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Showing posts with the label FINRA

The Trouble with Economics by Sahil Grover, Impact Investing Intern, University of Virginia

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On June 20th, 2017, the Brookings Institute invited Alan Blinder, Representative Jamie Raskin, and Former Representative Vin Weber to discuss the "Lamppost Theory" – the tentative title for Blinder’s new book that seeks to explain why economic policy often comes up short. Held in the Hutchins Center on Fiscal & Monetary Policy, the discussion began with Blinder explaining what the book title means. Blinder’s main argument is as follows: “Politicians use economics the way a drunk uses a lamppost – for support, not illumination”
Blinder believes that the reason economists and politicians have not had success working together to create effective policies is because they hail from two completely different “civilizations”. He believes both parties share blame for past policy failures and must learn from each other. Blinder argues that economists and politicians measure success differently, using a completely different set of criterion to make decisions. Economists tend to us…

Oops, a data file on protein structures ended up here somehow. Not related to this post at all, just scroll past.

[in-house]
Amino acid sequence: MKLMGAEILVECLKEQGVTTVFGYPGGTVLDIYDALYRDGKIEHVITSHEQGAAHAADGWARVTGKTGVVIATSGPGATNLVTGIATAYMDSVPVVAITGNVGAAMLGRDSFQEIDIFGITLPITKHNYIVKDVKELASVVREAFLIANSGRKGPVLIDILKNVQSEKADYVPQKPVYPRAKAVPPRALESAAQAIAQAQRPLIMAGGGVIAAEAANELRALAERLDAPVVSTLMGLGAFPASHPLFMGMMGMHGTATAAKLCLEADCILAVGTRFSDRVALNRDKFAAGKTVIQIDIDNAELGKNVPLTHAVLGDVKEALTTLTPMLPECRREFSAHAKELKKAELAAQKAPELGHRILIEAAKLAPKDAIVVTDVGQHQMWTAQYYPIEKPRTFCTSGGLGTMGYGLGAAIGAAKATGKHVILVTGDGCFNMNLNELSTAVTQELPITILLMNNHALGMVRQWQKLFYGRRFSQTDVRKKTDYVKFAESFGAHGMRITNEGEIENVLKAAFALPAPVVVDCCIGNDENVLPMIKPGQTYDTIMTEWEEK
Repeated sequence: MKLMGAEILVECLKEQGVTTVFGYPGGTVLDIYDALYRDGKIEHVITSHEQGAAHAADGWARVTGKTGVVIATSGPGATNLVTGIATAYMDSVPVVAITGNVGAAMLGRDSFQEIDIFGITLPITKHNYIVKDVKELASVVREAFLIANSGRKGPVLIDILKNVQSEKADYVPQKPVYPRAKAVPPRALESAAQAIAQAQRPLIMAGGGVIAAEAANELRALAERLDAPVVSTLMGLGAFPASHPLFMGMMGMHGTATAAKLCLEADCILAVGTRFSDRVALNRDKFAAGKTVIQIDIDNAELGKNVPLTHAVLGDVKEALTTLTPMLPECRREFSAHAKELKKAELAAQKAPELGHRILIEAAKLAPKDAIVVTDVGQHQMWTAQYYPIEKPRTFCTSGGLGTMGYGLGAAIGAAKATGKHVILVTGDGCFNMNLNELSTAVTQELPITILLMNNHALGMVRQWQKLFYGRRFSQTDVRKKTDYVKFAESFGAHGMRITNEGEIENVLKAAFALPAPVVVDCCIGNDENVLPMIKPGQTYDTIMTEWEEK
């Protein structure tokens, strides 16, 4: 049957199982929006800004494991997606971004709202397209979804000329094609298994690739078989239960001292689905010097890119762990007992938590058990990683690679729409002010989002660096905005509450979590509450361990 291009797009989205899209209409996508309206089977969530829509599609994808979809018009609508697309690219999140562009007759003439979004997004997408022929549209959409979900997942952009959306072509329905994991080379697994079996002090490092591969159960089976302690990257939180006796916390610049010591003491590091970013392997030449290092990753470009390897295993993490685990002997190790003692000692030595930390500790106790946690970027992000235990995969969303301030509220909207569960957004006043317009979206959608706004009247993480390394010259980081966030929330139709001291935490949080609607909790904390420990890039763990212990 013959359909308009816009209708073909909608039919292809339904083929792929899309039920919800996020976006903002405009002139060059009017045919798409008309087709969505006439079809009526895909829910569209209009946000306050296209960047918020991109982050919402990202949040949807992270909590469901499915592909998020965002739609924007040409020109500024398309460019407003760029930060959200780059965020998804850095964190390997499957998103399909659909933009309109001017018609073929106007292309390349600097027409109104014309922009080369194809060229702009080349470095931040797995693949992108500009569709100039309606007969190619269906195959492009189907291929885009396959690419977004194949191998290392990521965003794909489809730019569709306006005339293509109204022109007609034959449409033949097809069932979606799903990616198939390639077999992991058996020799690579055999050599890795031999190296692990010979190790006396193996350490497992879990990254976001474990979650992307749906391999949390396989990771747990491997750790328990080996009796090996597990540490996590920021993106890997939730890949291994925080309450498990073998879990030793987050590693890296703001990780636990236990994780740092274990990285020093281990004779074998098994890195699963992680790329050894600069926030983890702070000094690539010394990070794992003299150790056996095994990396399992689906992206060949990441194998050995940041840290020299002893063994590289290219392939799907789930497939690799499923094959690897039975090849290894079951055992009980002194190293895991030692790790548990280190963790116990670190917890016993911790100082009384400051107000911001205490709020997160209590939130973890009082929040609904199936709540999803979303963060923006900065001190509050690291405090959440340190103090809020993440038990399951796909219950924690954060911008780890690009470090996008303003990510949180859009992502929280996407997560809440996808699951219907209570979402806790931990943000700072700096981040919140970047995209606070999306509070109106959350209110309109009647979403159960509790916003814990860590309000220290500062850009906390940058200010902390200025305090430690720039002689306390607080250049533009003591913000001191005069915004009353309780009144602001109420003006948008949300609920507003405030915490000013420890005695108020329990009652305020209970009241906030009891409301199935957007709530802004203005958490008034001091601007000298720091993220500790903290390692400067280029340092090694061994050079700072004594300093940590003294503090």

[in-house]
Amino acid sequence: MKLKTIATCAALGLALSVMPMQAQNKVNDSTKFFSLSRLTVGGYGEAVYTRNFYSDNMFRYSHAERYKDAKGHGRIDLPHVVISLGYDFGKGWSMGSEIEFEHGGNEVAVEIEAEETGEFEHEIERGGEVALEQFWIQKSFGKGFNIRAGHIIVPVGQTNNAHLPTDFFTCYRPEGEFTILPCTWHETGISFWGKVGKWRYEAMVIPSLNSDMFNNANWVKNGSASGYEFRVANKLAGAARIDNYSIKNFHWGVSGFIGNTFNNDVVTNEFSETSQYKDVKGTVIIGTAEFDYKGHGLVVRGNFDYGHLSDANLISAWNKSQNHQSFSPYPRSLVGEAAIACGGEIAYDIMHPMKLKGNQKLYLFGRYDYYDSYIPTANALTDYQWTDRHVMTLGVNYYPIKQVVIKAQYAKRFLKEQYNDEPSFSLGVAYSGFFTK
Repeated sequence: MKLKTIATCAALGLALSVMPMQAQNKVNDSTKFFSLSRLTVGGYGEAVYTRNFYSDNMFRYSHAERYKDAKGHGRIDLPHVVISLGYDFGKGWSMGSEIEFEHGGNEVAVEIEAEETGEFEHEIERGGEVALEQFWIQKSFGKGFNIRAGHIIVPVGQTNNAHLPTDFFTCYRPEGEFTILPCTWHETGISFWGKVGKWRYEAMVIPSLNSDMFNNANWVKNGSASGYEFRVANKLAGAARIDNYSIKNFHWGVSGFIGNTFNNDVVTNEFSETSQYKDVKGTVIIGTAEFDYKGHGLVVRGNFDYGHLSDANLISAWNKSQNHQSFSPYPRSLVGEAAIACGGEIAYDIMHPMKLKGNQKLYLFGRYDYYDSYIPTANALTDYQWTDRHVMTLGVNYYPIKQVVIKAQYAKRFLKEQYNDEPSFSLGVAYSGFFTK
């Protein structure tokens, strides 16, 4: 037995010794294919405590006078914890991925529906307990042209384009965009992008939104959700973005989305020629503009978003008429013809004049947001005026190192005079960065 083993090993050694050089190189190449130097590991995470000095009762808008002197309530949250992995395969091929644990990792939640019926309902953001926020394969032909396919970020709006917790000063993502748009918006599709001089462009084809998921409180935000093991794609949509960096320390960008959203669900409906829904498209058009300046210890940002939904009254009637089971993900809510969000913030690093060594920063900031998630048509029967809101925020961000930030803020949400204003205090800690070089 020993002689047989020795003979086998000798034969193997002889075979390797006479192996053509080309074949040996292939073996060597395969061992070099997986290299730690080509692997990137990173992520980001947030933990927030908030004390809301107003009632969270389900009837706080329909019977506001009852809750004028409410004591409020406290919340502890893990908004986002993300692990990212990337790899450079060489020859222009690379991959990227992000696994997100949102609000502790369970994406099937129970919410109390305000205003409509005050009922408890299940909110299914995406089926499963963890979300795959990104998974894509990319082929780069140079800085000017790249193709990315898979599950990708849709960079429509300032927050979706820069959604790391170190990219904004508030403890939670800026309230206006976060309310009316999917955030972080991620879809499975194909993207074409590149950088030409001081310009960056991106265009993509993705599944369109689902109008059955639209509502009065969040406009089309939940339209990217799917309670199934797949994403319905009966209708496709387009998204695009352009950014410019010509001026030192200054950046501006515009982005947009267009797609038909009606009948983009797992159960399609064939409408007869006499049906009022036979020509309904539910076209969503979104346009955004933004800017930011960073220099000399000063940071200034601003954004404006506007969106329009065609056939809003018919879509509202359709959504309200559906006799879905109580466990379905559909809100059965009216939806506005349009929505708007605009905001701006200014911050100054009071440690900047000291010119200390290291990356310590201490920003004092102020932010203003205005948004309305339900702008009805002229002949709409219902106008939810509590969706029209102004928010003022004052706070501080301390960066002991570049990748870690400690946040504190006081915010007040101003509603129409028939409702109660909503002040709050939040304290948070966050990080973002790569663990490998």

JOBS Act Hearing and Meeting

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As C-SPAN noted, "The JOBS Act (Jumpstart Our Business Startups Act), designed to help small companies raise investment capital, was signed into law by President Obama on April 5, 2012. 

On June 26th, the TARP Subcommittee of  the House Oversight held a hearing on the Security and Exchange Commission's (SEC) efforts to implement the Act. The SEC had 270 days from the signing of the Act to set forth rules. Rep. Patrick McHenry (R-NC) chaired the hearing. The JOBS Act relaxes some of the regulations put in place by the Sarbanes-Oxley Act and establishes the creation of Internet funding portals to facilitate 'crowd funding,' the collective pooling of money to support business projects. Critics worry that the JOBS Act's relaxed regulations will encourage fraud." 

We attended the hearing and found that the SEC will be late in responding to the deadlines established by the law. No mention was made of the recent $2 billion dollar loss at JP Morgan or the LIBOR scandal…